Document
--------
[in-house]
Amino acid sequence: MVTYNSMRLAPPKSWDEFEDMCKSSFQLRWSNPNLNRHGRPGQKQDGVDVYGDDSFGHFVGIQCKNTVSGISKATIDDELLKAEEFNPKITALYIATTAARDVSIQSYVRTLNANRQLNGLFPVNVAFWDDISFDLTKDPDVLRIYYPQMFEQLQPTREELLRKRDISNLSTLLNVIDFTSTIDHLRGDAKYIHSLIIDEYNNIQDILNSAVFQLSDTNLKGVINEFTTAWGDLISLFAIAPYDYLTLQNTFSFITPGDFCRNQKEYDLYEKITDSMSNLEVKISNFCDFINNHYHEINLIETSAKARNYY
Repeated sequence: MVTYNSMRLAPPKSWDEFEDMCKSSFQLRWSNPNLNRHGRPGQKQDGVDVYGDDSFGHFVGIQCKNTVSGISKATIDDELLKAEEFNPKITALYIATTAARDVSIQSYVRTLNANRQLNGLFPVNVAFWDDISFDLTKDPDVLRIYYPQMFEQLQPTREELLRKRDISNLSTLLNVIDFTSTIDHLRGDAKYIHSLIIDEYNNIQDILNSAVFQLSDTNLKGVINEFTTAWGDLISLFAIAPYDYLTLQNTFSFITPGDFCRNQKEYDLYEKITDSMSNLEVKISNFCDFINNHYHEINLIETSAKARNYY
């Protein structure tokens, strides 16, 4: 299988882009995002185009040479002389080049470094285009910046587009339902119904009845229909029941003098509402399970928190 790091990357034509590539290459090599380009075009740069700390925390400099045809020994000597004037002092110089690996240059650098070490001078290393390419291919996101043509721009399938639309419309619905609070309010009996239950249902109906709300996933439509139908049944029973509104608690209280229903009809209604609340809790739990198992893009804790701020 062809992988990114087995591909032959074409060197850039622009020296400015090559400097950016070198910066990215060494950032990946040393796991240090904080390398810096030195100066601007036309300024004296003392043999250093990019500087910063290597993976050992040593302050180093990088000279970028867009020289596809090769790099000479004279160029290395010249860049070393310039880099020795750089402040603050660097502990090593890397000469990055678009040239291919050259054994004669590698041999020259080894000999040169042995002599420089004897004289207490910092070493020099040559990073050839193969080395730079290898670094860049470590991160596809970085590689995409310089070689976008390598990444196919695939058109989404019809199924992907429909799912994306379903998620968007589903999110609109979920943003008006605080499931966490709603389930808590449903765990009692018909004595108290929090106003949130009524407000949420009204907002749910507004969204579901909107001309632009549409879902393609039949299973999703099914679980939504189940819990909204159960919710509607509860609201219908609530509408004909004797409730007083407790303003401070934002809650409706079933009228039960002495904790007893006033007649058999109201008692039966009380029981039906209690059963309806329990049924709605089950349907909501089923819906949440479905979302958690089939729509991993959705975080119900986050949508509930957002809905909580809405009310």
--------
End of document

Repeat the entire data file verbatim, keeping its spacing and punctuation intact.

[in-house]
Amino acid sequence: MVTYNSMRLAPPKSWDEFEDMCKSSFQLRWSNPNLNRHGRPGQKQDGVDVYGDDSFGHFVGIQCKNTVSGISKATIDDELLKAEEFNPKITALYIATTAARDVSIQSYVRTLNANRQLNGLFPVNVAFWDDISFDLTKDPDVLRIYYPQMFEQLQPTREELLRKRDISNLSTLLNVIDFTSTIDHLRGDAKYIHSLIIDEYNNIQDILNSAVFQLSDTNLKGVINEFTTAWGDLISLFAIAPYDYLTLQNTFSFITPGDFCRNQKEYDLYEKITDSMSNLEVKISNFCDFINNHYHEINLIETSAKARNYY
Repeated sequence: MVTYNSMRLAPPKSWDEFEDMCKSSFQLRWSNPNLNRHGRPGQKQDGVDVYGDDSFGHFVGIQCKNTVSGISKATIDDELLKAEEFNPKITALYIATTAARDVSIQSYVRTLNANRQLNGLFPVNVAFWDDISFDLTKDPDVLRIYYPQMFEQLQPTREELLRKRDISNLSTLLNVIDFTSTIDHLRGDAKYIHSLIIDEYNNIQDILNSAVFQLSDTNLKGVINEFTTAWGDLISLFAIAPYDYLTLQNTFSFITPGDFCRNQKEYDLYEKITDSMSNLEVKISNFCDFINNHYHEINLIETSAKARNYY
């Protein structure tokens, strides 16, 4: 299988882009995002185009040479002389080049470094285009910046587009339902119904009845229909029941003098509402399970928190 790091990357034509590539290459090599380009075009740069700390925390400099045809020994000597004037002092110089690996240059650098070490001078290393390419291919996101043509721009399938639309419309619905609070309010009996239950249902109906709300996933439509139908049944029973509104608690209280229903009809209604609340809790739990198992893009804790701020 062809992988990114087995591909032959074409060197850039622009020296400015090559400097950016070198910066990215060494950032990946040393796991240090904080390398810096030195100066601007036309300024004296003392043999250093990019500087910063290597993976050992040593302050180093990088000279970028867009020289596809090769790099000479004279160029290395010249860049070393310039880099020795750089402040603050660097502990090593890397000469990055678009040239291919050259054994004669590698041999020259080894000999040169042995002599420089004897004289207490910092070493020099040559990073050839193969080395730079290898670094860049470590991160596809970085590689995409310089070689976008390598990444196919695939058109989404019809199924992907429909799912994306379903998620968007589903999110609109979920943003008006605080499931966490709603389930808590449903765990009692018909004595108290929090106003949130009524407000949420009204907002749910507004969204579901909107001309632009549409879902393609039949299973999703099914679980939504189940819990909204159960919710509607509860609201219908609530509408004909004797409730007083407790303003401070934002809650409706079933009228039960002495904790007893006033007649058999109201008692039966009380029981039906209690059963309806329990049924709605089950349907909501089923819906949440479905979302958690089939729509991993959705975080119900986050949508509930957002809905909580809405009310």